OK, I’ll admit it, I was thinking The Trouble with Tribbles. ;)

Metropolis

PHOTO PROMPT © Anne Higa

Freder splashed his way through the stench of the workers’ subterranean street.  Fresh from his pleasure garden two thousand feet above the ground, he felt suffocated being as far below that long-lost surface.

He never knew that the masses lived like this!  Perhaps H. G. Wells was prophetic and humans were splitting into the leisure-class Eloi and working-class Morlocks.

Did his father know what the rule of his 1% did to those 99% who created that lavish lifestyle in the clouds?

He would find Maria, join he people.

“The Mediator Between the Head and the Hands Must Be the Heart.”

***

word count = 100

Friday Fictioneers is hosted by Rochelle Wisoff-Fields.  This week’s prompt is here and uses a photo © Anne Higa. Read more or join in by following the InLinkz “linky“.

**

The photo made me think of an underground city, or a city’s underground. A poor area with the upper-class’ sewage running unchecked into the poor’s domain. Which led me to the movie Metropolis. Freder is the main character of the movie, with Maria the female lead. His father is the head of the elites and runs the city. She is from the poor worker’s city and is trying to find a way for the rich Capitalists and the poor Workers to get together. The last line of the story is the last line of the movie.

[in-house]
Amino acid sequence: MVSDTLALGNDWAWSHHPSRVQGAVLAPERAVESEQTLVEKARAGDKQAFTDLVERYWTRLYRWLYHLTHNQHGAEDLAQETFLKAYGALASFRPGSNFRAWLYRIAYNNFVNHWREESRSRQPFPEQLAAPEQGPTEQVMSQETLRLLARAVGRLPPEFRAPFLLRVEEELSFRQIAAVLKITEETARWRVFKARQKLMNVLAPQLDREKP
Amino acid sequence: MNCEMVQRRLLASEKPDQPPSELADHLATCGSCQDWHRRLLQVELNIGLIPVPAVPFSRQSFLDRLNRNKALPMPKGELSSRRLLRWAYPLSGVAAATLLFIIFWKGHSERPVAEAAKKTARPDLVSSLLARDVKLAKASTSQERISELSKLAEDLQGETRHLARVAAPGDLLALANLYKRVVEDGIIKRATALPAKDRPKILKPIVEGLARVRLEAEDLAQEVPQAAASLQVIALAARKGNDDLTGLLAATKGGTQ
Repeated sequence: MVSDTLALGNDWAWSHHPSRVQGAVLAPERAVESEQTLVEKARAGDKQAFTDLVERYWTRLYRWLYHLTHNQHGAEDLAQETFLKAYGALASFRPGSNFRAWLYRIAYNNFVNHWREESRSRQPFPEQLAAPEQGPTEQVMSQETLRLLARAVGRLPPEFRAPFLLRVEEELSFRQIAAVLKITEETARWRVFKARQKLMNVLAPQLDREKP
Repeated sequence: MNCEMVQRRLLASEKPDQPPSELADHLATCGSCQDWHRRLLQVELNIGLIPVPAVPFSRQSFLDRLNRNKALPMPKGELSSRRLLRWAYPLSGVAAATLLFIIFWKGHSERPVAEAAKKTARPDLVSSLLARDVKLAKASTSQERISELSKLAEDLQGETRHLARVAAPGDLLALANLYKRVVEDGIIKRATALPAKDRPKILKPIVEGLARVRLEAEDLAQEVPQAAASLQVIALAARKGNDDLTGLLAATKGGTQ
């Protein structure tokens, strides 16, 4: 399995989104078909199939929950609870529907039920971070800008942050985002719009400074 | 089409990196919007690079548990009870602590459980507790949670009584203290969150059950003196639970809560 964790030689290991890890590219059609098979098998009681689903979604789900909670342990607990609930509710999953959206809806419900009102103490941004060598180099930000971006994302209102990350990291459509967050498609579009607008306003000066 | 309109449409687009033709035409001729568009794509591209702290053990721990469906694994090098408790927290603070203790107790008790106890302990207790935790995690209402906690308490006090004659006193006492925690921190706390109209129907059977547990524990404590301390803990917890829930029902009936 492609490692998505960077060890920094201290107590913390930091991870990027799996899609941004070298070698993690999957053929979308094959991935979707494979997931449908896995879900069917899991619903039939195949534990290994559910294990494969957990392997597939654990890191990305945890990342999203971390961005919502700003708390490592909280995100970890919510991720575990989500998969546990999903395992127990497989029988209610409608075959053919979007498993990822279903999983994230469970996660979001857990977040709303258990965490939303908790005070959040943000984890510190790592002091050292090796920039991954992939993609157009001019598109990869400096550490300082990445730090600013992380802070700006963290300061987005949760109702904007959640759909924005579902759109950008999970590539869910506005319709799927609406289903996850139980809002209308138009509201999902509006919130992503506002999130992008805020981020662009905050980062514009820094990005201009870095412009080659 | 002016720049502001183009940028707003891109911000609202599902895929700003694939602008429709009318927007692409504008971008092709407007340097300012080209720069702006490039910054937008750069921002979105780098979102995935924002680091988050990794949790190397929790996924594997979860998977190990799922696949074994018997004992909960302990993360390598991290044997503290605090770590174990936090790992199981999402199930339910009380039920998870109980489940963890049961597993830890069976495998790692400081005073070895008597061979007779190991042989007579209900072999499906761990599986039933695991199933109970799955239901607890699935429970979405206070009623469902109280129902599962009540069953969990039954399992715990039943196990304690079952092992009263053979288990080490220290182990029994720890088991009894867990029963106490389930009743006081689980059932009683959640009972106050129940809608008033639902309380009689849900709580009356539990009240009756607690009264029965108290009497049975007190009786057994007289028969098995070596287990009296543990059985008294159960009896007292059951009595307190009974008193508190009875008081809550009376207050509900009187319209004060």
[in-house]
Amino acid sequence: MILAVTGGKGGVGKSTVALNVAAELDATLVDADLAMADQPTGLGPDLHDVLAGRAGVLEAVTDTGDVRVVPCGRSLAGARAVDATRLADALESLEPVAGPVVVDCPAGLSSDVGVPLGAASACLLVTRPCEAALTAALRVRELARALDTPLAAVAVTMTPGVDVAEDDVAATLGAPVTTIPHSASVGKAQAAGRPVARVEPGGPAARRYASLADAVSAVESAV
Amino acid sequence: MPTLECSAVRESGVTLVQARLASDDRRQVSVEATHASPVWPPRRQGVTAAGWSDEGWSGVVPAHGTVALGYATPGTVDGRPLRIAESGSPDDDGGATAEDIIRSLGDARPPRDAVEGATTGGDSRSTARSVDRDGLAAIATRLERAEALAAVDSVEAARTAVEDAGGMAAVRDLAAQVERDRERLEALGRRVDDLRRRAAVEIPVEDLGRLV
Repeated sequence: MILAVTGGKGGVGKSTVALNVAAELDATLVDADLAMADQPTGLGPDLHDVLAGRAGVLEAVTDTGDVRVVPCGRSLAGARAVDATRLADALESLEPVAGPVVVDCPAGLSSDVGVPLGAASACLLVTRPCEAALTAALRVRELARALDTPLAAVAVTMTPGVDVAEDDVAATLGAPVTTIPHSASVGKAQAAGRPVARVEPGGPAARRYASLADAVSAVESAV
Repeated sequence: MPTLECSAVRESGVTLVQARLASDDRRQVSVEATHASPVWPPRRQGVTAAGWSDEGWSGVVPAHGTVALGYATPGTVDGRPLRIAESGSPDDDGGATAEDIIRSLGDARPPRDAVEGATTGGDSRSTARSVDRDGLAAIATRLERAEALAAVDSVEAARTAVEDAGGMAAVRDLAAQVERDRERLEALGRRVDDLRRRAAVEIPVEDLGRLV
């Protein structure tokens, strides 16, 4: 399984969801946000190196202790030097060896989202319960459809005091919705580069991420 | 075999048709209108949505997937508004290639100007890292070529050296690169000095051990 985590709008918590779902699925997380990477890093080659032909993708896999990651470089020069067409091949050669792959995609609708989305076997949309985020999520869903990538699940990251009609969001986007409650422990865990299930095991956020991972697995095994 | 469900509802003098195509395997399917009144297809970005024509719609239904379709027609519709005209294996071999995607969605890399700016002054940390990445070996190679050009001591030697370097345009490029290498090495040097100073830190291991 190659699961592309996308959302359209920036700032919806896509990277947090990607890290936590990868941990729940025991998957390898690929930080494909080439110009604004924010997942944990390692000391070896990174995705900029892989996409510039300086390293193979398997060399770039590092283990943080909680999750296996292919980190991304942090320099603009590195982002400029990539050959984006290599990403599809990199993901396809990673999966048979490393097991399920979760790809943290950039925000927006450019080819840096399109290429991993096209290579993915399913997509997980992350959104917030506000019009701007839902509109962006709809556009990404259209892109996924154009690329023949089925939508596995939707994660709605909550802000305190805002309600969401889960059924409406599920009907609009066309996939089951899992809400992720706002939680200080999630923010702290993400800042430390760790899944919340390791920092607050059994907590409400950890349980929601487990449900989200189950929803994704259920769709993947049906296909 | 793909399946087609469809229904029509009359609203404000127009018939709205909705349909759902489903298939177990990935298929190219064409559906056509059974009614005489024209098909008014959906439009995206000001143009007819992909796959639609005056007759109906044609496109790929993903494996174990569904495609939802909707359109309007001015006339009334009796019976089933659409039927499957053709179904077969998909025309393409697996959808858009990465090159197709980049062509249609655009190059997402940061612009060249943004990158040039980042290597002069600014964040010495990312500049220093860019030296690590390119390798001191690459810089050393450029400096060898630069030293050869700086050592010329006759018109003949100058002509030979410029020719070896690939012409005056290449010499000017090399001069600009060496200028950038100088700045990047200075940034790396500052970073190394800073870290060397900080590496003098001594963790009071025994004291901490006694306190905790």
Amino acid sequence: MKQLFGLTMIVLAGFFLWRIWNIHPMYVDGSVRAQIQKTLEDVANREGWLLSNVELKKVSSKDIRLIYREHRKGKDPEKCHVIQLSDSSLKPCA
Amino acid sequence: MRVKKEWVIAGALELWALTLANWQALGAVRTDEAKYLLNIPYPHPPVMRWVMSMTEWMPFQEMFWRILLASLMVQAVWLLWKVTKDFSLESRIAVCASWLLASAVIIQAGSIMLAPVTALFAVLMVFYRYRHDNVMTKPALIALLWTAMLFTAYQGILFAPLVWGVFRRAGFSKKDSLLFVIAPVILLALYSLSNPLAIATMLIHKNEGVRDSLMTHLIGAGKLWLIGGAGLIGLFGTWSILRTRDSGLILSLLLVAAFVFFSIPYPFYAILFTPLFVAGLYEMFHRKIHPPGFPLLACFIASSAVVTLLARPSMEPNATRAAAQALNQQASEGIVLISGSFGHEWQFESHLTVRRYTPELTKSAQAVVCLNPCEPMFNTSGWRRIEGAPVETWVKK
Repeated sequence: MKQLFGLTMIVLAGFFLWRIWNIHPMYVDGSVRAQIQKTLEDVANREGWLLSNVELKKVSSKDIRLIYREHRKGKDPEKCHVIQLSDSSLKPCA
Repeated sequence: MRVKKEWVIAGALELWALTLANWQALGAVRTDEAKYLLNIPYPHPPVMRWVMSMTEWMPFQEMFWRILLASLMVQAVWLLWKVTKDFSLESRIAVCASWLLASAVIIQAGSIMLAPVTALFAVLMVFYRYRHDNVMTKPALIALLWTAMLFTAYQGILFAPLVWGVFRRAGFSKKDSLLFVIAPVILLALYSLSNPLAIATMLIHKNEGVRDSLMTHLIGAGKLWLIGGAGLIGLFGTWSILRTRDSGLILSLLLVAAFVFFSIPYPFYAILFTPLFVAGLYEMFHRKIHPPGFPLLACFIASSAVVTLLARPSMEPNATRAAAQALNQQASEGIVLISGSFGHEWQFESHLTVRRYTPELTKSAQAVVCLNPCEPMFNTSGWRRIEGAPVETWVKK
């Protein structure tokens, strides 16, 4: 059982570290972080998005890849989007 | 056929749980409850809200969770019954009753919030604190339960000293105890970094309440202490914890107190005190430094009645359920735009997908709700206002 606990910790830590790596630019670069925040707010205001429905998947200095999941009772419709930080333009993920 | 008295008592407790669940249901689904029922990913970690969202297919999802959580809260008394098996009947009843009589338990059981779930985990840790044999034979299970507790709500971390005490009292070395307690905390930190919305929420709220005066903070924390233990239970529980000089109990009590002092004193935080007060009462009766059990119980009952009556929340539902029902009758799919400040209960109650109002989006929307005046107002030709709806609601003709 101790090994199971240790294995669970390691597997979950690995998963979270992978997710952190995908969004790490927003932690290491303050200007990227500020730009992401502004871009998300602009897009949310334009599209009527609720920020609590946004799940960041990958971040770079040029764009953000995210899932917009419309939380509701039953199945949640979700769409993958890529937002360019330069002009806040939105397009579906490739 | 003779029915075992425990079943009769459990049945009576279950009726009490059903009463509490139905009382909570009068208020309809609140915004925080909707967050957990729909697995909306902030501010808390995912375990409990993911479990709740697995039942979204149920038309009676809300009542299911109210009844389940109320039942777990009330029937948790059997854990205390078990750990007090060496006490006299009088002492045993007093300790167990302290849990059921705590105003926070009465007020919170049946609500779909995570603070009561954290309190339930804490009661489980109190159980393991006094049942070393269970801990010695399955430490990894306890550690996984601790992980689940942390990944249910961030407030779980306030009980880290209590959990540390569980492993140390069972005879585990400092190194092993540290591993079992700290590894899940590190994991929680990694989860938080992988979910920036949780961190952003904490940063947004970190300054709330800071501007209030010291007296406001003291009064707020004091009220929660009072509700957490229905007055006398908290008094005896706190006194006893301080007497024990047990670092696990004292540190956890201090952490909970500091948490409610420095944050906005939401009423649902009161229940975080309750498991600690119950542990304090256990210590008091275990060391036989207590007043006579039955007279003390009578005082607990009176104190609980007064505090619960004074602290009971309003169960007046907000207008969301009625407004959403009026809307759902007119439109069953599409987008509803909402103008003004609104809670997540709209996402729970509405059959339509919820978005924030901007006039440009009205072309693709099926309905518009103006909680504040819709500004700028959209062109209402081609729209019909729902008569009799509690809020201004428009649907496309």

The Dangers of Baiting the Muse

PHOTO PROMPT © Brenda Cox

“Is this Chinese, Korean or what?”

“How in the world should I know?”

I jumped.  I didn’t know the muse had entered.

She frowned at the photo.

“All I know is that it isn’t ancient Greek.  I haven’t read since Timocles.”

“A lot of help you are….”

“You could ask a friend….”

Kyung is Korean and Lilly Chinese, but I would never bother either of them over this photo!

“Just begin with someone who is lost in a new culture, OK?”

I started writing, “Thalia hadn’t had a date in two millennia.”

“Hey!”

“I thought you only knew ancient Greek?”

***

word count = 100

Friday Fictioneers is hosted by Rochelle Wisoff-Fields.  This week’s prompt is here and uses a photo © Brenda Cox. Read more or join in by following the InLinkz “linky“.

**

OK, I had nothing. And since I didn’t know the language, I was 99.99% sure which ever language I picked, even doing a coin toss, I’d be wrong. And that idea distracted me, so…

The Review

PHOTO PROMPT © Jennifer Pendergast